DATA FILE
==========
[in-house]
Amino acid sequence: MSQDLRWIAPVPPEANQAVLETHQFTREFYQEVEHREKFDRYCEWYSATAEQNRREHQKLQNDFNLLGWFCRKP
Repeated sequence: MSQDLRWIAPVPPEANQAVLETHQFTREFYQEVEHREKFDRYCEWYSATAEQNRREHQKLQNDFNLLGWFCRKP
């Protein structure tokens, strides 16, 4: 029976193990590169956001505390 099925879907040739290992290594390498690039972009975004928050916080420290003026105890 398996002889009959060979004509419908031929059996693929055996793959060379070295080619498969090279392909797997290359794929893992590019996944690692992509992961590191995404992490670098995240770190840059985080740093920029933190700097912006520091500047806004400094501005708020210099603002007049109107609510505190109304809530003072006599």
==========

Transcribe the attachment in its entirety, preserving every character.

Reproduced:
[in-house]
Amino acid sequence: MSQDLRWIAPVPPEANQAVLETHQFTREFYQEVEHREKFDRYCEWYSATAEQNRREHQKLQNDFNLLGWFCRKP
Repeated sequence: MSQDLRWIAPVPPEANQAVLETHQFTREFYQEVEHREKFDRYCEWYSATAEQNRREHQKLQNDFNLLGWFCRKP
């Protein structure tokens, strides 16, 4: 029976193990590169956001505390 099925879907040739290992290594390498690039972009975004928050916080420290003026105890 398996002889009959060979004509419908031929059996693929055996793959060379070295080619498969090279392909797997290359794929893992590019996944690692992509992961590191995404992490670098995240770190840059985080740093920029933190700097912006520091500047806004400094501005708020210099603002007049109107609510505190109304809530003072006599």